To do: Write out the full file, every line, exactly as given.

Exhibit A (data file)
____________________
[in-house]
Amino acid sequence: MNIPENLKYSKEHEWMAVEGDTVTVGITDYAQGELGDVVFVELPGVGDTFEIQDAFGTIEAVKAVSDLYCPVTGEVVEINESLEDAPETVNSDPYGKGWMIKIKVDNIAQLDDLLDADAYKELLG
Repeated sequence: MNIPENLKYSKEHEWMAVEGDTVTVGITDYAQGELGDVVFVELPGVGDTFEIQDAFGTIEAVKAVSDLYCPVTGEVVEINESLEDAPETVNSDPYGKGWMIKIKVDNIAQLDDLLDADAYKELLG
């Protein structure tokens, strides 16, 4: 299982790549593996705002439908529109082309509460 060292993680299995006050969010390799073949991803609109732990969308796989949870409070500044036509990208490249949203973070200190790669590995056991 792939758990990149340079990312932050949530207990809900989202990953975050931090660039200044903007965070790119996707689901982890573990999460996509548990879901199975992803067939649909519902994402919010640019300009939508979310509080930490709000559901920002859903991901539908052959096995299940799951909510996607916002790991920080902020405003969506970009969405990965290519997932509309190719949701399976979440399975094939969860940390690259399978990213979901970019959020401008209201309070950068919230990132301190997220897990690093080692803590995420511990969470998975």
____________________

[in-house]
Amino acid sequence: MNIPENLKYSKEHEWMAVEGDTVTVGITDYAQGELGDVVFVELPGVGDTFEIQDAFGTIEAVKAVSDLYCPVTGEVVEINESLEDAPETVNSDPYGKGWMIKIKVDNIAQLDDLLDADAYKELLG
Repeated sequence: MNIPENLKYSKEHEWMAVEGDTVTVGITDYAQGELGDVVFVELPGVGDTFEIQDAFGTIEAVKAVSDLYCPVTGEVVEINESLEDAPETVNSDPYGKGWMIKIKVDNIAQLDDLLDADAYKELLG
């Protein structure tokens, strides 16, 4: 299982790549593996705002439908529109082309509460 060292993680299995006050969010390799073949991803609109732990969308796989949870409070500044036509990208490249949203973070200190790669590995056991 792939758990990149340079990312932050949530207990809900989202990953975050931090660039200044903007965070790119996707689901982890573990999460996509548990879901199975992803067939649909519902994402919010640019300009939508979310509080930490709000559901920002859903991901539908052959096995299940799951909510996607916002790991920080902020405003969506970009969405990965290519997932509309190719949701399976979440399975094939969860940390690259399978990213979901970019959020401008209201309070950068919230990132301190997220897990690093080692803590995420511990969470998975």